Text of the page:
Jim Jones

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What’s an ounce of prevention worth?

By Jim Jones

As the old saying goes, an ounce of prevention is worth a pound of cure. It’s easier to prevent something bad from happening than to fix it after it’s already happened. For me this means stopping pollution before it starts, which is the core concept behind pollution prevention (P2) or sustainability.

Here’s a couple of real world examples of how costly it can be to clean up pollution after it’s already happened:

  • Effective P2 practices could have avoided hundreds of millions of dollars of PCB cleanup costs. PCBs are a hazardous chemical that can cause cancer and were banned in 1979. Cleanup of Hudson River PCB contamination alone has cost more than $500 million.
  • If we can take effective action to slow down the rate of climate change, we can save not billions but trillions of dollars over the coming decades.

From these examples I know that an ounce of prevention is worth millions of dollars in clean-up activities and countless environmental hazards. What many people may not know is that sustainable practices started out as P2. In 1990, the Pollution Prevention Act tasked EPA with establishing a grant program to teach state and local governments and businesses about the benefits of P2. Over time, businesses, colleges, and even sports teams have realized that with P2 they can achieve their corporate objectives and help save the environment, all while improving their bottom lines. From clean energy initiatives, like the Clean Power Plan, to programs that promote the user of safer chemicals, like Safer Choice, sustainability is now part of the fabric of institutions around the world.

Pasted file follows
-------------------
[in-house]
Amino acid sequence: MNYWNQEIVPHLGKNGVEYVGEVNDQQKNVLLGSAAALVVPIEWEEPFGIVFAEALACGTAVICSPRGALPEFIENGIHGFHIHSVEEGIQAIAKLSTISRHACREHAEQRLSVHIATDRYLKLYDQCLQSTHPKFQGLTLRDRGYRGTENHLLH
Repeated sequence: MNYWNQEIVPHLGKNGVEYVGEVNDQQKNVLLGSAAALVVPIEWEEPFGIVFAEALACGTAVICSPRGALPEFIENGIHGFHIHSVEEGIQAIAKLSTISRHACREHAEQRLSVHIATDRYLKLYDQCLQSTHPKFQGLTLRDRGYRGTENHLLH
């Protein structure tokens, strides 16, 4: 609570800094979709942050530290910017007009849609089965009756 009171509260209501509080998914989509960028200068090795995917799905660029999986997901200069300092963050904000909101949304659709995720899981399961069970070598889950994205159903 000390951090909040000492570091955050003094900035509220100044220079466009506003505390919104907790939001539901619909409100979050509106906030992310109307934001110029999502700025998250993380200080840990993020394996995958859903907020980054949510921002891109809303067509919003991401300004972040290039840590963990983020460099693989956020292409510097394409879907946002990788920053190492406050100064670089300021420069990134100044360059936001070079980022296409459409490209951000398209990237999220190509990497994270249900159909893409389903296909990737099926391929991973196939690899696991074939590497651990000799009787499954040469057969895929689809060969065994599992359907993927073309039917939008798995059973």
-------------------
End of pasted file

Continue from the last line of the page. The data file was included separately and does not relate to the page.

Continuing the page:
This week is P2 Week, and this year marks the 25th anniversary of the Pollution Prevention Act. During this week, and every week, I encourage you to find things you can do in your daily life to stop pollution before it starts. Whether it’s riding your bike instead of driving or reducing the amount of garbage you generate, you’ll be making choices that are better for you, your family and the environment. What’s an ounce of prevention worth to you?

Learn more about P2 Week and how you can prevent pollution.

Editor's Note: The views expressed here are intended to explain EPA policy. They do not change anyone's rights or obligations.

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American Innovators are Cracking the Code to Solve Environmental Problems

Two weeks ago, I visited the Smithsonian’s National Museum of American History, which is across the street from my office here at EPA. Its new American Enterprise exhibition in the museum’s recently opened Innovators wing is packed with breakthroughs of the last few centuries. From the light bulb to medical and farm devices to personal computers you’re struck by how creativity and ingenuity played a role in our country’s history and progress.